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  Oedipus Rex at Court Theatre

Oedipus Rex

Court Theatre
5535 S. Ellis Avenue Chicago

Oedipus seeks to cure his city of a mysterious plague by discovering the murderer of the former king. Captivating and cathartic, Sophocles' seminal Greek tragedy brings to light enduring questions of identity, fate, and free will that reverberate in startling ways in the 21st century. Marilyn F. Vitale Artistic Director Charles Newell helms this production which begins Court's Oedipus Trilogy, honoring the foundations of drama and Founding Artistic Director Nicholas Rudall's vision for the way Court Theatre would invigorate the classic canon.

Thru - Dec 8, 2019

Wednesdays: 7:30pm
Thursdays: 7:30pm
Fridays: 7:30pm
Saturdays: 2:00pm & 7:30pm
Sundays: 2:00pm & 7:30pm

Price: $37.50-$84

Show Type: Drama

Box Office: 773-753-4472

Running Time: 1hr, 20mins

Court Theatre Seating Chart

  Oedipus Rex Reviews
  • Highly Recommended
  • Recommended
  • Somewhat Recommended
  • Not Recommended

Chicago Tribune - Recommended

"..."Oedipus" moves fast in Nicholas Rudall's classicist translation and the title character goes from having an ordinary kind of day to being cancelled in a way that makes today's reputational demolitions seem benign. But it needs that sense of progressive self discovery; Roston, an actor I've long admired, is utterly convincing in the general feeling of being a leader in life-upending crisis, a man devastated by his own behavior, but he doesn't always show us that constituent information being comprehended on a moment-by-moment basis and thus the show lacks dramatic tension."
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Chris Jones

Chicago Sun Times - Highly Recommended

"...Adapted from Sophocles by the late Nicholas Rudall and directed by Charles Newell, the 80-minute steamroller that opened Saturday mercilessly confronts the audience with questions that can’t be answered this side of mortality. Then it abandons the audience to thrash around with them. Spoiler alert: If you don’t know the ending of the nearly 2,500-year-old tragedy that’s been covered by artists from the Greeks to the Doors, you might want to stop here."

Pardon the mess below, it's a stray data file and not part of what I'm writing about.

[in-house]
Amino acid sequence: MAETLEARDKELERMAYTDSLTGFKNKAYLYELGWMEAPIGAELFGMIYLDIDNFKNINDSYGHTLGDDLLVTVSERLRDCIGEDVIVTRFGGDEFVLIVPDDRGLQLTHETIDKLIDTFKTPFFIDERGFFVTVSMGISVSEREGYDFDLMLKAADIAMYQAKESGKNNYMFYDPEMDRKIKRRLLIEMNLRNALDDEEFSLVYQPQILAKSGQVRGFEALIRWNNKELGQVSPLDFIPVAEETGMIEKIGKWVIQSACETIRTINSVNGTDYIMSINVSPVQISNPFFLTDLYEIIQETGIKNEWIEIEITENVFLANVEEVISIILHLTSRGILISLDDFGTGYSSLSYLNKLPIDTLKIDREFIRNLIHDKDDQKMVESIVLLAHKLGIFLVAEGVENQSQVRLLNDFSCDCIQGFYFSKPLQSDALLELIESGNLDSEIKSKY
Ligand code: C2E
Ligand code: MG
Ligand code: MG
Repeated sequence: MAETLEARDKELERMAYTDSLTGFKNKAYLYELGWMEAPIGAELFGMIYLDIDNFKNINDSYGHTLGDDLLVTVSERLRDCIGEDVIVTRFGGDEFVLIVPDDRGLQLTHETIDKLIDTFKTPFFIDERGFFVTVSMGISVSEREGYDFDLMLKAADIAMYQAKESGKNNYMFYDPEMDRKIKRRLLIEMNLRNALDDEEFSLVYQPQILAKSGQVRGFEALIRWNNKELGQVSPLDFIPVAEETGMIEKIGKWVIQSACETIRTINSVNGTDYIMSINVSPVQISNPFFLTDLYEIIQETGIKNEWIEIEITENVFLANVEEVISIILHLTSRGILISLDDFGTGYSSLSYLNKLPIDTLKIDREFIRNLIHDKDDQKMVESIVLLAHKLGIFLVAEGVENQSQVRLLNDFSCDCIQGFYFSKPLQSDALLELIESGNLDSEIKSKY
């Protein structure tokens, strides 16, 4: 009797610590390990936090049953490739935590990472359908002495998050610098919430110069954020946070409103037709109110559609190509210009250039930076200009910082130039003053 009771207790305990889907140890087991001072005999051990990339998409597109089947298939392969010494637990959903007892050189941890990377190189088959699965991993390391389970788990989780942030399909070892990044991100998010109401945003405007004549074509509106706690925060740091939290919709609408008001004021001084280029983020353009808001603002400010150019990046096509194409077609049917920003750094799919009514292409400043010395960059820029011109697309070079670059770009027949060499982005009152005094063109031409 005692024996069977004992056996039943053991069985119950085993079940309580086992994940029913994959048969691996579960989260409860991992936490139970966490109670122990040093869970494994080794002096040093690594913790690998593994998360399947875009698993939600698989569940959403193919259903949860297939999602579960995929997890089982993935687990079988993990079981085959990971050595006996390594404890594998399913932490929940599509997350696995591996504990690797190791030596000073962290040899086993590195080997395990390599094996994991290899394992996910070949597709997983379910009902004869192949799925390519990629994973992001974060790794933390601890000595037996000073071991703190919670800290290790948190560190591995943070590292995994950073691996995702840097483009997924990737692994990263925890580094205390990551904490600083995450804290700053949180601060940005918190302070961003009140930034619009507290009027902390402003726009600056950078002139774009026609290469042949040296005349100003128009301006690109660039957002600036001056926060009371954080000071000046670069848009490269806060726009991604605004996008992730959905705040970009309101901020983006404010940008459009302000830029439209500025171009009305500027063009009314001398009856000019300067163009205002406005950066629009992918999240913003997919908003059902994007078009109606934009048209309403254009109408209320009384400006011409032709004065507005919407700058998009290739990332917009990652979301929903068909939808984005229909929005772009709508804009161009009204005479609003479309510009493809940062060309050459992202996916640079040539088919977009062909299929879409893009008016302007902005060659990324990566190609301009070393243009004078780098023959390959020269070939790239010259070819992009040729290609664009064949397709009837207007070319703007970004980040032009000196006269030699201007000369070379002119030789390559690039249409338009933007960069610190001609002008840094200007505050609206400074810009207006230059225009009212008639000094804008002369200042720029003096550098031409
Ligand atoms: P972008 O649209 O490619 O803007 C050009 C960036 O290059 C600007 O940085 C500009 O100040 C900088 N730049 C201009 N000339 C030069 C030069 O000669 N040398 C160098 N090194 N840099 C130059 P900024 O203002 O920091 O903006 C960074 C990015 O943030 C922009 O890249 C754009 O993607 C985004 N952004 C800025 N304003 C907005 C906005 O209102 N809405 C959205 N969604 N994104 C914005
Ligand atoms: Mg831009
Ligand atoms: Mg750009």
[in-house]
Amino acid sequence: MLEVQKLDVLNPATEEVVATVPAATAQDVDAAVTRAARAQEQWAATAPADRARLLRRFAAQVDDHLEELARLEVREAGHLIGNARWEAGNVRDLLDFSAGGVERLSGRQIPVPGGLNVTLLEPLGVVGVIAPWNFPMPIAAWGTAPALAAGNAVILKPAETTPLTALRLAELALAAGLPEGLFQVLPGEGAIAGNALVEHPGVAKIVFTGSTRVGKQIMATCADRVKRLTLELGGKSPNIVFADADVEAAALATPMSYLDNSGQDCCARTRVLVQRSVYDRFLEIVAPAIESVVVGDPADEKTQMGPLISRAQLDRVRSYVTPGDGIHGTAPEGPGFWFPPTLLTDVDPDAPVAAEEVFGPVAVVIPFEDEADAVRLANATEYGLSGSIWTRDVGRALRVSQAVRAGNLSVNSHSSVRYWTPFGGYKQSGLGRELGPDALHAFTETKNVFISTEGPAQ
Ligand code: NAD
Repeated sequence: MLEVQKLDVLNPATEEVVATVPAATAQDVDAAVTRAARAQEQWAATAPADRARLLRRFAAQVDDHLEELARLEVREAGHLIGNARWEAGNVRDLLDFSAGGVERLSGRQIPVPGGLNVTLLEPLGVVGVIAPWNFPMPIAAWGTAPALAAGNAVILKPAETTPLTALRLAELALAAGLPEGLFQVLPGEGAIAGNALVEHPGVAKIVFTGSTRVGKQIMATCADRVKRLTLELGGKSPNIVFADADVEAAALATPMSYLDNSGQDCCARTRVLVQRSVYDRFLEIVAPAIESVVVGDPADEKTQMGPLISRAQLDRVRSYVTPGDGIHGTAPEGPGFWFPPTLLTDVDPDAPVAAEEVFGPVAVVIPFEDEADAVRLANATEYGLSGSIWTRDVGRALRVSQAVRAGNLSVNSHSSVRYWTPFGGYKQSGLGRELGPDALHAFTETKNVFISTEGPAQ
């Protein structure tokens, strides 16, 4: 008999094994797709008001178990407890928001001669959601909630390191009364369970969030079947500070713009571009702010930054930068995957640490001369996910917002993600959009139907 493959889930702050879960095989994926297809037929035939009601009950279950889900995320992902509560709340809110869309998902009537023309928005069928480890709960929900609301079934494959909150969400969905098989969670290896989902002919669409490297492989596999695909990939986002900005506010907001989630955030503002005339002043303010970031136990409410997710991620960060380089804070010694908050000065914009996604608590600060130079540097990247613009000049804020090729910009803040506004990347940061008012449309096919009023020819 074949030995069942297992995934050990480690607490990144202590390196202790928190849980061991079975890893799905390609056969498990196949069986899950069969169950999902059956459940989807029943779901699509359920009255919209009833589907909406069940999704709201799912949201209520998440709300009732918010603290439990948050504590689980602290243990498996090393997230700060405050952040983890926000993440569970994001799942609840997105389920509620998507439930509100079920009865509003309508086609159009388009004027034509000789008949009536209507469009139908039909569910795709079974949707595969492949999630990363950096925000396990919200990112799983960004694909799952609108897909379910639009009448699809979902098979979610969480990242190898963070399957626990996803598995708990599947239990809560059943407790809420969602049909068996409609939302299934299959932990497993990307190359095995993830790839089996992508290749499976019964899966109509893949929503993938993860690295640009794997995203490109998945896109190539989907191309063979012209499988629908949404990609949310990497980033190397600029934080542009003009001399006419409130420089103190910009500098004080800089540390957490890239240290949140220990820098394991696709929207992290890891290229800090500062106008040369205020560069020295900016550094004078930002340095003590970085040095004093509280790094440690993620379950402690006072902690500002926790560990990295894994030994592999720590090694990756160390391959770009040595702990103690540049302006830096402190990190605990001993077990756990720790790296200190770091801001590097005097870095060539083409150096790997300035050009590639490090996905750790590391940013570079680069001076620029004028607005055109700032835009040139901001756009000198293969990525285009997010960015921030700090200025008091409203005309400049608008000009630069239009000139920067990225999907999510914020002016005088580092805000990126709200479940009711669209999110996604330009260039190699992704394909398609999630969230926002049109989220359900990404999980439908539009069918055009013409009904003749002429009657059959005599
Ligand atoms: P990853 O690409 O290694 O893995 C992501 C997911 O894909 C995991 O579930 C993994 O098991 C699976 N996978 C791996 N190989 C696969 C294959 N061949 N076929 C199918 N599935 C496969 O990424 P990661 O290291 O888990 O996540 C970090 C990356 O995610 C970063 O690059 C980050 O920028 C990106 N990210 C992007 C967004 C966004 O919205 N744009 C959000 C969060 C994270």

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Catey Sullivan

Chicago Reader - Somewhat Recommended

"...The entire cast is onstage almost the whole time, gyrating in tandem across John Culbert's stark white set under dazzling and sometimes blinding light design by Keith Parham. The play conceals nothing, wants all of its pain and decimation to happen publicly. Kelvin Roston Jr., who plays Oedipus, seems especially bent on making his audience a party to the character's ordeal. But what is Jocasta (Kate Collins), writhing under hot direct light, supposed to do with her face, her voice, or her limbs, to get across what the words say she is experiencing? There is no such gesture."
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Max Maller

Chicago On the Aisle - Highly Recommended

"...As we sit in the small, semicircular, arena-style stage at Court Theatre in Hyde Park, where Sophocles’ ancient drama “Oedipus Rex” unfolds, the audience becomes part of an urgent thriller. Actors prowl the aisles, murmuring that our city Thebes is sinking under “waves of death.” Plague and pestilence have left people terrified."
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Nancy Malitz

Let's Play at ChicagoNow - Recommended

"...You have to enjoy greek tragedies where misery and pain is the ending result of the story or read up on this play. Either way, the plot even today is the same, that pride goes before the fall and humanity and the fear of how we envision the unknown."
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Rick and Brenda McCain

Around The Town Chicago - Highly Recommended